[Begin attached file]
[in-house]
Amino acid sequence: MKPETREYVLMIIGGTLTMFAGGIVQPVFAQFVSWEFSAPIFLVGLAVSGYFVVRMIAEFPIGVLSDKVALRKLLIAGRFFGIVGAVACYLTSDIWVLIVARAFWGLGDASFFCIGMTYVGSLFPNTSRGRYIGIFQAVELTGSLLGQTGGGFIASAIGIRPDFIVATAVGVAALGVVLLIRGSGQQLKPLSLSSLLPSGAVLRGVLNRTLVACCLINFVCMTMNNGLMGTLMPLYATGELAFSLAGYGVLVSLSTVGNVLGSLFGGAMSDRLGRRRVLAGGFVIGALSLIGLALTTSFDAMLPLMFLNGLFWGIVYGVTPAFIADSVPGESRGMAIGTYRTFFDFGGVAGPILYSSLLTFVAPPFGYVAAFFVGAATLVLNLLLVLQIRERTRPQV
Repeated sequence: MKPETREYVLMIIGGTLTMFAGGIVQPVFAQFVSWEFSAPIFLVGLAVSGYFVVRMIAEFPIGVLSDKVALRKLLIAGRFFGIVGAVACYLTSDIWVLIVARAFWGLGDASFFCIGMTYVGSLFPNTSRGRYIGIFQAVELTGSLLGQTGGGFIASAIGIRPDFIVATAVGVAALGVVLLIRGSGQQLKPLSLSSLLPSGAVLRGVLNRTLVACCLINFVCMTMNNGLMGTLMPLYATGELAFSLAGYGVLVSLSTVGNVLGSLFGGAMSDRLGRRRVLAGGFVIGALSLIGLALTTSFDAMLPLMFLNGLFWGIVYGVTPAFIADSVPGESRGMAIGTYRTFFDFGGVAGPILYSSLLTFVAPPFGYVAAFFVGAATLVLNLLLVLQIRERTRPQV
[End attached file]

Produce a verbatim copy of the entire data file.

[in-house]
Amino acid sequence: MKPETREYVLMIIGGTLTMFAGGIVQPVFAQFVSWEFSAPIFLVGLAVSGYFVVRMIAEFPIGVLSDKVALRKLLIAGRFFGIVGAVACYLTSDIWVLIVARAFWGLGDASFFCIGMTYVGSLFPNTSRGRYIGIFQAVELTGSLLGQTGGGFIASAIGIRPDFIVATAVGVAALGVVLLIRGSGQQLKPLSLSSLLPSGAVLRGVLNRTLVACCLINFVCMTMNNGLMGTLMPLYATGELAFSLAGYGVLVSLSTVGNVLGSLFGGAMSDRLGRRRVLAGGFVIGALSLIGLALTTSFDAMLPLMFLNGLFWGIVYGVTPAFIADSVPGESRGMAIGTYRTFFDFGGVAGPILYSSLLTFVAPPFGYVAAFFVGAATLVLNLLLVLQIRERTRPQV
Repeated sequence: MKPETREYVLMIIGGTLTMFAGGIVQPVFAQFVSWEFSAPIFLVGLAVSGYFVVRMIAEFPIGVLSDKVALRKLLIAGRFFGIVGAVACYLTSDIWVLIVARAFWGLGDASFFCIGMTYVGSLFPNTSRGRYIGIFQAVELTGSLLGQTGGGFIASAIGIRPDFIVATAVGVAALGVVLLIRGSGQQLKPLSLSSLLPSGAVLRGVLNRTLVACCLINFVCMTMNNGLMGTLMPLYATGELAFSLAGYGVLVSLSTVGNVLGSLFGGAMSDRLGRRRVLAGGFVIGALSLIGLALTTSFDAMLPLMFLNGLFWGIVYGVTPAFIADSVPGESRGMAIGTYRTFFDFGGVAGPILYSSLLTFVAPPFGYVAAFFVGAATLVLNLLLVLQIRERTRPQV